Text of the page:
- Mayor Jim Kenney wants to clean up 'Filthadelphia' and he's enlisting Penn's help - The Daily Pennsylvanian - September 4th, 2017
- Meditation expert tells us what the science really says and why multitasking is a 'myth' - Southernminn.com - September 3rd, 2017
- Losing weight for the couch potato and others - The Washington Post - Washington Post - September 3rd, 2017
- Self-driving cars still can't mimic the most natural human behavior - Quartz - September 3rd, 2017
- Brain researchers in uproar over NIH clinical trials policy - Nature.com - September 3rd, 2017
- Mnoa volcanologists receive top international awards - UH System Current News - August 30th, 2017
- Developing technology with advisors at heart - Financial Planning - August 30th, 2017
- Text Messaging Initiative Will Nudge STEM Students Toward Success - Campus Technology - August 30th, 2017
- Sales Incentives and Machine Learning: Intelligently Motivate Revenue-Driving Behaviors - Customer Think - August 30th, 2017
- Basic studies of how our brains work are now clinical trials, NIH says - Science Magazine - August 27th, 2017
- How Overcoming Demands on Attention Can Help Alleviate Poverty - Newswise (press release) - August 24th, 2017
- Diverse programming and experiential learning top of mind for SEHHB Interim Dean Paul Rose - RiverBender.com - August 23rd, 2017
- Sylvia Sims Bolton appointed new Waukegan 1st Ward alderman - Chicago Tribune - August 23rd, 2017
- Science and Society on the Vineyard - Martha's Vineyard Times - August 23rd, 2017
- Scientists give star treatment to lesser-known cells crucial for brain development - Seacoastonline.com - August 20th, 2017
- Leveraging The Power of Behavioral Science in Banking - The Financial Brand - August 18th, 2017
- City Officials Turn To Behavioral Science To Improve Government Services - CBS Philly - August 18th, 2017
- Veteran's Disability Payments Compromised in Cyber Attack - NBC Chicago - August 11th, 2017
- MVC selects ISU's Goy for Hall of Fame - Bloomington Pantagraph - August 11th, 2017
- The Case for Giving Health-Care Consumers a 'Nudge' - Wall Street Journal (subscription) - June 26th, 2017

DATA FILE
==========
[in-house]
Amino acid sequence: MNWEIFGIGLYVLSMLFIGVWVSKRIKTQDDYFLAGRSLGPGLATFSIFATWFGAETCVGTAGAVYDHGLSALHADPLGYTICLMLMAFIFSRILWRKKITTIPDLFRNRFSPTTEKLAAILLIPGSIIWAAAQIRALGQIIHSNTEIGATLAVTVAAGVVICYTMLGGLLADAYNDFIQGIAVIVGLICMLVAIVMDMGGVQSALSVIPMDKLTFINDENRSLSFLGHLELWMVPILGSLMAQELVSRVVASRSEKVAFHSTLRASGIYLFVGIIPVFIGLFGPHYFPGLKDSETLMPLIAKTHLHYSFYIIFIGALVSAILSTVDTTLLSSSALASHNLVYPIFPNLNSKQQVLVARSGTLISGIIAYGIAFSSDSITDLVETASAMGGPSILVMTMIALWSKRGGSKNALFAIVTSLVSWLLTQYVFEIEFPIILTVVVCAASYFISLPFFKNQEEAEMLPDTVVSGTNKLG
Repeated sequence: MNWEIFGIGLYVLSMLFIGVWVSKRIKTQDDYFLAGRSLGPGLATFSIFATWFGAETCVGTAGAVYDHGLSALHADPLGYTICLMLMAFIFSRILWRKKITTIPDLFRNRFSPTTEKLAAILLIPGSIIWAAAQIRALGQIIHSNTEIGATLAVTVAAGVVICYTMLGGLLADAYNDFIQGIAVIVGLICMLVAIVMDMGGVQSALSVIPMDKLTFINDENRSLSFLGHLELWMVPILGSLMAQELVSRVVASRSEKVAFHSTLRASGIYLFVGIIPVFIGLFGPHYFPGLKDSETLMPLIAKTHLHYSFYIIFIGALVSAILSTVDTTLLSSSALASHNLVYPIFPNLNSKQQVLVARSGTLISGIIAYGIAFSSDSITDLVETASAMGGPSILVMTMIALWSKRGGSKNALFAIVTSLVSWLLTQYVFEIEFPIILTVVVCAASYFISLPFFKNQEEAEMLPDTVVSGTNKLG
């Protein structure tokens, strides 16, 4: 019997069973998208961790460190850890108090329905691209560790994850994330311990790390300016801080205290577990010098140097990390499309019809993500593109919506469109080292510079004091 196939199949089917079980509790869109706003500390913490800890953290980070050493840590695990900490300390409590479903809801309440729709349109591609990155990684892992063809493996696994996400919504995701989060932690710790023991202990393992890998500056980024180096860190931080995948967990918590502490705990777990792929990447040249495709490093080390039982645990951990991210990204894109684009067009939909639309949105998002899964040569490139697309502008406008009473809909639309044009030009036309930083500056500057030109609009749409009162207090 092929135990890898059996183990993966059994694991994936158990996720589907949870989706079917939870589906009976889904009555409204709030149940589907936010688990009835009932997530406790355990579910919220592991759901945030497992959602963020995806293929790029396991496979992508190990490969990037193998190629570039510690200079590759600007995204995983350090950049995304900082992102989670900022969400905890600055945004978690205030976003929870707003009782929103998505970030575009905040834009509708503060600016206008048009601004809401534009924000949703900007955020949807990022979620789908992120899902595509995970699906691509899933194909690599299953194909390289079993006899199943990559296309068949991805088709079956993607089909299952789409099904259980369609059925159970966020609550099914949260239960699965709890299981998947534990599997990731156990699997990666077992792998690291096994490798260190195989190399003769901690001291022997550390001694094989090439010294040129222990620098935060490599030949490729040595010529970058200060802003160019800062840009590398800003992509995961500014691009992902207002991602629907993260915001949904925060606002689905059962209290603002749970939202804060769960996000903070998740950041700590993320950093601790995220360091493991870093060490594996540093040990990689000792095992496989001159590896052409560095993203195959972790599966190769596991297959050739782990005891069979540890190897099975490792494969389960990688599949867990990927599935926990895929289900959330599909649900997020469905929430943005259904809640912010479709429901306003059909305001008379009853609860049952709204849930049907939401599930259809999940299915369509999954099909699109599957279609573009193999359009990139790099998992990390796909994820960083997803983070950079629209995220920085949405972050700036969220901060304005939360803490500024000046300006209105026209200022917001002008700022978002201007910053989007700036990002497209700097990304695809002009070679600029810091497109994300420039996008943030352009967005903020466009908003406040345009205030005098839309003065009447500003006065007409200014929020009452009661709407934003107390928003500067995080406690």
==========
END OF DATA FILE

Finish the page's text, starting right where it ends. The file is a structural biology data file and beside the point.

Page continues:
- CPS draws on psychology to motivate customers to cut energy use in new program - mySanAntonio.com - June 12th, 2017
- Want To Employ Behavioral Science For Good? Here's A Helpful Collection Of Ideas - Fast Company - June 11th, 2017
- Ecologists protest sudden end of NSF dissertation grants - Science Magazine - June 9th, 2017
- Behavioral 'Nudges' Offer a Cost-Effective Policy Tool - Harvard Business School - June 9th, 2017
- New report: Social, behavioral, and economic sciences contribute to advancing NSF mission - Phys.Org - June 9th, 2017
- Top Schools for Behavioral Science - Study.com - June 8th, 2017
- Maritz Improves Business Performance with Innovative Behavioral Science - EQ - Entrepreneur Quarterly (press release) (subscription) (blog) - June 8th, 2017
- The Behavioral Economics of Why Executives Underinvest in Cybersecurity - Harvard Business Review - June 8th, 2017
- UL Lafayette to offer online General Studies degree program - KATC.com | Continuous News Coverage | Acadiana ... - KATC Lafayette News - June 8th, 2017
- Scientists use wearables to track patient data - Medical Xpress - June 8th, 2017
- Stanford Research on Sex Differences Reveals a Leftist Rejection of ... - Breitbart News - June 6th, 2017
- The New Way To Prevent Anxiety in Kids - TIME - June 6th, 2017
- Chapman University's Physical Therapy Program receives 10-year Accreditation - Chapman University: Happenings (blog) - June 6th, 2017